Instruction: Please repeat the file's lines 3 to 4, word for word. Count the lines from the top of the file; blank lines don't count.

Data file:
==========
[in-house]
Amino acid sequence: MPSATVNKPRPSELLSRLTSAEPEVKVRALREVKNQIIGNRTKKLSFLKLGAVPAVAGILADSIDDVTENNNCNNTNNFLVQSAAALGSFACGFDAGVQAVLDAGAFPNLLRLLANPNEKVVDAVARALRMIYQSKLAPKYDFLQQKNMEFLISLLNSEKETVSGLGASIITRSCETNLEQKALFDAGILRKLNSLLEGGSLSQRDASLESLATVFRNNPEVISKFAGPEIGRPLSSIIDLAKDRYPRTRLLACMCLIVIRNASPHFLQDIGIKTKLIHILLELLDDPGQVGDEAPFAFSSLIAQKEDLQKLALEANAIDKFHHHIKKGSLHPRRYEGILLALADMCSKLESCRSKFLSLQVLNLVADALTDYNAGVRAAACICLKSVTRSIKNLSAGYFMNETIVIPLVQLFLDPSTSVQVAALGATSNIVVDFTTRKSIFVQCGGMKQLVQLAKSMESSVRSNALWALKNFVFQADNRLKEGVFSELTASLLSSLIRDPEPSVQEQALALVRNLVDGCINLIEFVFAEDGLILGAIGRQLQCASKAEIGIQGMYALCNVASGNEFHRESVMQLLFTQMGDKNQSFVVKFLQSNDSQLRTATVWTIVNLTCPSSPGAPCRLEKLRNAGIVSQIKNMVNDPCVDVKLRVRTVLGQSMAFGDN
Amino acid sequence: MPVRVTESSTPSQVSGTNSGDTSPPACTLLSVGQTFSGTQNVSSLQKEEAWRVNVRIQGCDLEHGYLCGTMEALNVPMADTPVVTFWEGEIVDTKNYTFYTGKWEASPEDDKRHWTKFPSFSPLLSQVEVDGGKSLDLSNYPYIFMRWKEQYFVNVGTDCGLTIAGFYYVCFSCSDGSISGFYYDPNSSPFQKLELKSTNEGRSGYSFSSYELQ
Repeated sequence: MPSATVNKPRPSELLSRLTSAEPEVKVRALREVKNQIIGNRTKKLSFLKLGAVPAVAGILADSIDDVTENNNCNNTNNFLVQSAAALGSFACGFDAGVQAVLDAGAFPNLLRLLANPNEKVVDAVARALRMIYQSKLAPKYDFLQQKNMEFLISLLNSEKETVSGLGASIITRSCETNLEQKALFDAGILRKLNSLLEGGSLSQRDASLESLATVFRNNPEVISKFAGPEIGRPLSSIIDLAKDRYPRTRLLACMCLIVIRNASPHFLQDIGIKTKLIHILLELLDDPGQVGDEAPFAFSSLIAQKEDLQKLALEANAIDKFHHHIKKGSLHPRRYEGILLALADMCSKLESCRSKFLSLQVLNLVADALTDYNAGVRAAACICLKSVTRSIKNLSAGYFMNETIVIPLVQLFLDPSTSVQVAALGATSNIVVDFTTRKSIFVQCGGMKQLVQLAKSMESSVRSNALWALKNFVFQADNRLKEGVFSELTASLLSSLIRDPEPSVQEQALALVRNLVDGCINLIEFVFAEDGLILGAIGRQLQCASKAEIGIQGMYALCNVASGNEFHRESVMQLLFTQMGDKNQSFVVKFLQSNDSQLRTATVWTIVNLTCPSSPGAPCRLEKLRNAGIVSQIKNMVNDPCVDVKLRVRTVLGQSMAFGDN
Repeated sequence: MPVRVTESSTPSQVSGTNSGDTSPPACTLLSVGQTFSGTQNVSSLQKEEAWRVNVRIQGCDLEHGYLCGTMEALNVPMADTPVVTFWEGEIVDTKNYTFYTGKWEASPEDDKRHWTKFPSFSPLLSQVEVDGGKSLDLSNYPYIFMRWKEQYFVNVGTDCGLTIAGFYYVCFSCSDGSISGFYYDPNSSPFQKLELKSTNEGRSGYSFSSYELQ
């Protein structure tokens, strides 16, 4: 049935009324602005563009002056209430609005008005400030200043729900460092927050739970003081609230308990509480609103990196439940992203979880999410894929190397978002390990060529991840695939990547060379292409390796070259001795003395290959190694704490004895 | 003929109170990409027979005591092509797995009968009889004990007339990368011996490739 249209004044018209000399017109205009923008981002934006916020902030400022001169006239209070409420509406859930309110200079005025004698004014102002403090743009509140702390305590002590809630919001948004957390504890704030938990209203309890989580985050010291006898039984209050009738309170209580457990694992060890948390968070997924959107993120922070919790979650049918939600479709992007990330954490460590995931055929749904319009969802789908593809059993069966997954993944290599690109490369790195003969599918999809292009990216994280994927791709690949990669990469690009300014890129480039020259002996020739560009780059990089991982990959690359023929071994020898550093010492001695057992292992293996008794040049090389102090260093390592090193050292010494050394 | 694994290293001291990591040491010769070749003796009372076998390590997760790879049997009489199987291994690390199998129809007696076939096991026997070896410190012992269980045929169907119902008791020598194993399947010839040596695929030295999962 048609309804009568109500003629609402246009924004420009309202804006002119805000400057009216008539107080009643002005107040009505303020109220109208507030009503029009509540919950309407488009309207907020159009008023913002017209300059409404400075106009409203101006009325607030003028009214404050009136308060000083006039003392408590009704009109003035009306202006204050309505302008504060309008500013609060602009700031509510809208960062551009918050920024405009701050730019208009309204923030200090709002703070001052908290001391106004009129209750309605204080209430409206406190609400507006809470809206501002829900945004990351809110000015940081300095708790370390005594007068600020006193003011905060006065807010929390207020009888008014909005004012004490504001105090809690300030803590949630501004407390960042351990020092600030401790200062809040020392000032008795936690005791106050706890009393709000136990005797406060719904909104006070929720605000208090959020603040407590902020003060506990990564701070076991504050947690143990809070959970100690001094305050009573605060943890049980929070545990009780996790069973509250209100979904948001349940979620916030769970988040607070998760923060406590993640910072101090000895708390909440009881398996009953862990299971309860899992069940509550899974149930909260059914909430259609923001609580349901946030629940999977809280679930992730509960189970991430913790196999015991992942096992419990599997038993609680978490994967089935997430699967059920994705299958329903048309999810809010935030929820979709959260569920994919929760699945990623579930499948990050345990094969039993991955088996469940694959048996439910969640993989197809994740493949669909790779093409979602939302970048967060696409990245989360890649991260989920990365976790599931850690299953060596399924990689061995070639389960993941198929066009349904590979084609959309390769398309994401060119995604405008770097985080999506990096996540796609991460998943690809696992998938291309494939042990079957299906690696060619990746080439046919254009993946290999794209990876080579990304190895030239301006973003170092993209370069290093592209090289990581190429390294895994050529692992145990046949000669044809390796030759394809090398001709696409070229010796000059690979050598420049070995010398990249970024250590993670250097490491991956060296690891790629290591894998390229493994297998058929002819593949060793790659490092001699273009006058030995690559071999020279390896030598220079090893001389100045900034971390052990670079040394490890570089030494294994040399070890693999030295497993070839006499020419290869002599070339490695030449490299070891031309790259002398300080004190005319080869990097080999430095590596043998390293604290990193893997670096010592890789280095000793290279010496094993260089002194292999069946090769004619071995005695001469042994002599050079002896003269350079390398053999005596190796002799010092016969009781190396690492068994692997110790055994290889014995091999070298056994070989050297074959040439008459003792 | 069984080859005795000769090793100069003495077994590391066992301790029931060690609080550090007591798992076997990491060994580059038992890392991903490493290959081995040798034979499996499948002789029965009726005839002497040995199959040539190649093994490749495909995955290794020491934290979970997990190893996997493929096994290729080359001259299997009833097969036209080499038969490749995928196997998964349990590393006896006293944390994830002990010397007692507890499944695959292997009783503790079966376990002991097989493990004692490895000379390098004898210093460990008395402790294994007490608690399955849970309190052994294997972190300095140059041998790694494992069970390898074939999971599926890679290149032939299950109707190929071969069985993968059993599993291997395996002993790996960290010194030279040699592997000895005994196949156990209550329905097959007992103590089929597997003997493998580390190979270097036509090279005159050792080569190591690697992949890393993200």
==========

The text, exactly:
Amino acid sequence: MPVRVTESSTPSQVSGTNSGDTSPPACTLLSVGQTFSGTQNVSSLQKEEAWRVNVRIQGCDLEHGYLCGTMEALNVPMADTPVVTFWEGEIVDTKNYTFYTGKWEASPEDDKRHWTKFPSFSPLLSQVEVDGGKSLDLSNYPYIFMRWKEQYFVNVGTDCGLTIAGFYYVCFSCSDGSISGFYYDPNSSPFQKLELKSTNEGRSGYSFSSYELQ
Repeated sequence: MPSATVNKPRPSELLSRLTSAEPEVKVRALREVKNQIIGNRTKKLSFLKLGAVPAVAGILADSIDDVTENNNCNNTNNFLVQSAAALGSFACGFDAGVQAVLDAGAFPNLLRLLANPNEKVVDAVARALRMIYQSKLAPKYDFLQQKNMEFLISLLNSEKETVSGLGASIITRSCETNLEQKALFDAGILRKLNSLLEGGSLSQRDASLESLATVFRNNPEVISKFAGPEIGRPLSSIIDLAKDRYPRTRLLACMCLIVIRNASPHFLQDIGIKTKLIHILLELLDDPGQVGDEAPFAFSSLIAQKEDLQKLALEANAIDKFHHHIKKGSLHPRRYEGILLALADMCSKLESCRSKFLSLQVLNLVADALTDYNAGVRAAACICLKSVTRSIKNLSAGYFMNETIVIPLVQLFLDPSTSVQVAALGATSNIVVDFTTRKSIFVQCGGMKQLVQLAKSMESSVRSNALWALKNFVFQADNRLKEGVFSELTASLLSSLIRDPEPSVQEQALALVRNLVDGCINLIEFVFAEDGLILGAIGRQLQCASKAEIGIQGMYALCNVASGNEFHRESVMQLLFTQMGDKNQSFVVKFLQSNDSQLRTATVWTIVNLTCPSSPGAPCRLEKLRNAGIVSQIKNMVNDPCVDVKLRVRTVLGQSMAFGDN